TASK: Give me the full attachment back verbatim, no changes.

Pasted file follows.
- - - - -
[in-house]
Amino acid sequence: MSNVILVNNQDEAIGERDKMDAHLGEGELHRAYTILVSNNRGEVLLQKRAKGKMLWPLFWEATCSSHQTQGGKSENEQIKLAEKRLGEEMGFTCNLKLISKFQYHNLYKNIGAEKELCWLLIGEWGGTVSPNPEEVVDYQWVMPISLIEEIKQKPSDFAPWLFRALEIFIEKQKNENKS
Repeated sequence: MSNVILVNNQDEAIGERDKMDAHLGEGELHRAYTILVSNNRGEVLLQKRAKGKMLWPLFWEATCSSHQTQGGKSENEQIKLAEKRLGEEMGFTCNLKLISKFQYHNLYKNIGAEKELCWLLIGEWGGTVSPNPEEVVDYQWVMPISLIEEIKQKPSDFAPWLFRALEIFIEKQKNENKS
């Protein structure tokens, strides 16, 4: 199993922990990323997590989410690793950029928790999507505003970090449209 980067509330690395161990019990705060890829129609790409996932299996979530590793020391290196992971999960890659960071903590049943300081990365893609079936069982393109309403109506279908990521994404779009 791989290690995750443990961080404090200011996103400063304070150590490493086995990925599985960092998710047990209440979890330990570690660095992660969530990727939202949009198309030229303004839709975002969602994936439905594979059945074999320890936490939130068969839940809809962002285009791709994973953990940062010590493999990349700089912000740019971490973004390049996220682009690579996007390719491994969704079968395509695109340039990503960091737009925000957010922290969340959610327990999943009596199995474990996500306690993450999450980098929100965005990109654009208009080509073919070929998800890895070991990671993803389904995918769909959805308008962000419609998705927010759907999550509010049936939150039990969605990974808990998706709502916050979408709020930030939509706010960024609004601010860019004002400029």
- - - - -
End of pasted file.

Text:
[in-house]
Amino acid sequence: MSNVILVNNQDEAIGERDKMDAHLGEGELHRAYTILVSNNRGEVLLQKRAKGKMLWPLFWEATCSSHQTQGGKSENEQIKLAEKRLGEEMGFTCNLKLISKFQYHNLYKNIGAEKELCWLLIGEWGGTVSPNPEEVVDYQWVMPISLIEEIKQKPSDFAPWLFRALEIFIEKQKNENKS
Repeated sequence: MSNVILVNNQDEAIGERDKMDAHLGEGELHRAYTILVSNNRGEVLLQKRAKGKMLWPLFWEATCSSHQTQGGKSENEQIKLAEKRLGEEMGFTCNLKLISKFQYHNLYKNIGAEKELCWLLIGEWGGTVSPNPEEVVDYQWVMPISLIEEIKQKPSDFAPWLFRALEIFIEKQKNENKS
């Protein structure tokens, strides 16, 4: 199993922990990323997590989410690793950029928790999507505003970090449209 980067509330690395161990019990705060890829129609790409996932299996979530590793020391290196992971999960890659960071903590049943300081990365893609079936069982393109309403109506279908990521994404779009 791989290690995750443990961080404090200011996103400063304070150590490493086995990925599985960092998710047990209440979890330990570690660095992660969530990727939202949009198309030229303004839709975002969602994936439905594979059945074999320890936490939130068969839940809809962002285009791709994973953990940062010590493999990349700089912000740019971490973004390049996220682009690579996007390719491994969704079968395509695109340039990503960091737009925000957010922290969340959610327990999943009596199995474990996500306690993450999450980098929100965005990109654009208009080509073919070929998800890895070991990671993803389904995918769909959805308008962000419609998705927010759907999550509010049936939150039990969605990974808990998706709502916050979408709020930030939509706010960024609004601010860019004002400029």